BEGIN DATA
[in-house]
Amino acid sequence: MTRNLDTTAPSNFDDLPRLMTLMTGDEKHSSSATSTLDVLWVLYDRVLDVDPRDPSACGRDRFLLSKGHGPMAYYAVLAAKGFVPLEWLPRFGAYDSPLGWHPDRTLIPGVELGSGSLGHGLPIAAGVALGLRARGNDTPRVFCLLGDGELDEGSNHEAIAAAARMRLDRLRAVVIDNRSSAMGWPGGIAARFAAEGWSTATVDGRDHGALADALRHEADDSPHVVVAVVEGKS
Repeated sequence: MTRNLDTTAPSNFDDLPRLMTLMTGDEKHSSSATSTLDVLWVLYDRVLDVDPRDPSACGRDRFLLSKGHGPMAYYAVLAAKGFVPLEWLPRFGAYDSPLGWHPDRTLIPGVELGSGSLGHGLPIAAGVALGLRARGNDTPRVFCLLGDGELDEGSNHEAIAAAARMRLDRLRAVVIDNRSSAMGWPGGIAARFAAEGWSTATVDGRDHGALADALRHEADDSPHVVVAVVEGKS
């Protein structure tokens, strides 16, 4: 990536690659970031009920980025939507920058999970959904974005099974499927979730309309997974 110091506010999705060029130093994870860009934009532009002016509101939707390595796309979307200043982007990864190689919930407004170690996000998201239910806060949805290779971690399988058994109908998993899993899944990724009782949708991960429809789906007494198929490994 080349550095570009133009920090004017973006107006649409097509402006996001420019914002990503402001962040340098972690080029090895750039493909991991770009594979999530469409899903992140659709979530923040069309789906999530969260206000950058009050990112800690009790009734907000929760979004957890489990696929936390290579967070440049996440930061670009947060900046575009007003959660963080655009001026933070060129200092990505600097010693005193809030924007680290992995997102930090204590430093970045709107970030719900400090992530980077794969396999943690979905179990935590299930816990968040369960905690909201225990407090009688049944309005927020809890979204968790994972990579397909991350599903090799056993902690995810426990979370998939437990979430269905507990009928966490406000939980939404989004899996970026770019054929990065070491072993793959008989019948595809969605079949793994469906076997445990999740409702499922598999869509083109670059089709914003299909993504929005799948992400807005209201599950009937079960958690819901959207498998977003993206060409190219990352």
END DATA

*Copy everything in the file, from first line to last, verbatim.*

[in-house]
Amino acid sequence: MTRNLDTTAPSNFDDLPRLMTLMTGDEKHSSSATSTLDVLWVLYDRVLDVDPRDPSACGRDRFLLSKGHGPMAYYAVLAAKGFVPLEWLPRFGAYDSPLGWHPDRTLIPGVELGSGSLGHGLPIAAGVALGLRARGNDTPRVFCLLGDGELDEGSNHEAIAAAARMRLDRLRAVVIDNRSSAMGWPGGIAARFAAEGWSTATVDGRDHGALADALRHEADDSPHVVVAVVEGKS
Repeated sequence: MTRNLDTTAPSNFDDLPRLMTLMTGDEKHSSSATSTLDVLWVLYDRVLDVDPRDPSACGRDRFLLSKGHGPMAYYAVLAAKGFVPLEWLPRFGAYDSPLGWHPDRTLIPGVELGSGSLGHGLPIAAGVALGLRARGNDTPRVFCLLGDGELDEGSNHEAIAAAARMRLDRLRAVVIDNRSSAMGWPGGIAARFAAEGWSTATVDGRDHGALADALRHEADDSPHVVVAVVEGKS
């Protein structure tokens, strides 16, 4: 990536690659970031009920980025939507920058999970959904974005099974499927979730309309997974 110091506010999705060029130093994870860009934009532009002016509101939707390595796309979307200043982007990864190689919930407004170690996000998201239910806060949805290779971690399988058994109908998993899993899944990724009782949708991960429809789906007494198929490994 080349550095570009133009920090004017973006107006649409097509402006996001420019914002990503402001962040340098972690080029090895750039493909991991770009594979999530469409899903992140659709979530923040069309789906999530969260206000950058009050990112800690009790009734907000929760979004957890489990696929936390290579967070440049996440930061670009947060900046575009007003959660963080655009001026933070060129200092990505600097010693005193809030924007680290992995997102930090204590430093970045709107970030719900400090992530980077794969396999943690979905179990935590299930816990968040369960905690909201225990407090009688049944309005927020809890979204968790994972990579397909991350599903090799056993902690995810426990979370998939437990979430269905507990009928966490406000939980939404989004899996970026770019054929990065070491072993793959008989019948595809969605079949793994469906076997445990999740409702499922598999869509083109670059089709914003299909993504929005799948992400807005209201599950009937079960958690819901959207498998977003993206060409190219990352």